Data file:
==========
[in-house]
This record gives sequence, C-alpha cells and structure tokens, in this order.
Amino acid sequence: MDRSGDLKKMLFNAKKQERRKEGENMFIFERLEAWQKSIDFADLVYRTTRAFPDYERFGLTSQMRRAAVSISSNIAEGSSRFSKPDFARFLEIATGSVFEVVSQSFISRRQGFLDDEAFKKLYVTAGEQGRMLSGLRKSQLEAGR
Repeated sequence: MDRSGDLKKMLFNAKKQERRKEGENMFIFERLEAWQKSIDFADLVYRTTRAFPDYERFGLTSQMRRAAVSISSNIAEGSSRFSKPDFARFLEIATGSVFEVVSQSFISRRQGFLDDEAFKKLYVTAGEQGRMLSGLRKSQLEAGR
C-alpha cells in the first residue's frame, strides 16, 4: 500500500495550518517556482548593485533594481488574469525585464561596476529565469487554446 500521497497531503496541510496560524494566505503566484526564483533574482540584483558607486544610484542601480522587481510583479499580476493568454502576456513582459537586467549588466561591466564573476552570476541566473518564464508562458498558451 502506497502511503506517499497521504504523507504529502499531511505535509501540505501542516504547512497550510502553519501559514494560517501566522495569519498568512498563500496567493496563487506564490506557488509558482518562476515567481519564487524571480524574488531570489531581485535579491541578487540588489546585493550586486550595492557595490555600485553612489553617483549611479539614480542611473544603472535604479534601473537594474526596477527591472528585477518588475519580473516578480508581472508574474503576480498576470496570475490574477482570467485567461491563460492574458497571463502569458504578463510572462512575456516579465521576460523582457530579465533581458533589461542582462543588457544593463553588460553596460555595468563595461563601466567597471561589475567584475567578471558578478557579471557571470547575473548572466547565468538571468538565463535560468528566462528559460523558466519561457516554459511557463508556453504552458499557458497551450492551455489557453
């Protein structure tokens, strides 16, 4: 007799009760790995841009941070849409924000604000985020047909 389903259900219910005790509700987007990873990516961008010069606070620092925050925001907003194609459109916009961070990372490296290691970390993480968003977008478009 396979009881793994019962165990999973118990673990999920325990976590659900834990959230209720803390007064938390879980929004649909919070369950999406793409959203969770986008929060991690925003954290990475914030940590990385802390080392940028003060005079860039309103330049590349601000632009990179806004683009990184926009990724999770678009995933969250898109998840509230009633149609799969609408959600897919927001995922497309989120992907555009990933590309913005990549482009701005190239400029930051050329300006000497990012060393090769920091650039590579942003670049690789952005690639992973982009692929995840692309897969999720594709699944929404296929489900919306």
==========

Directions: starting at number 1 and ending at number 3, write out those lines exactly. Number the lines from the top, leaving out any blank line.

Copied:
[in-house]
This record gives sequence, C-alpha cells and structure tokens, in this order.
Amino acid sequence: MDRSGDLKKMLFNAKKQERRKEGENMFIFERLEAWQKSIDFADLVYRTTRAFPDYERFGLTSQMRRAAVSISSNIAEGSSRFSKPDFARFLEIATGSVFEVVSQSFISRRQGFLDDEAFKKLYVTAGEQGRMLSGLRKSQLEAGR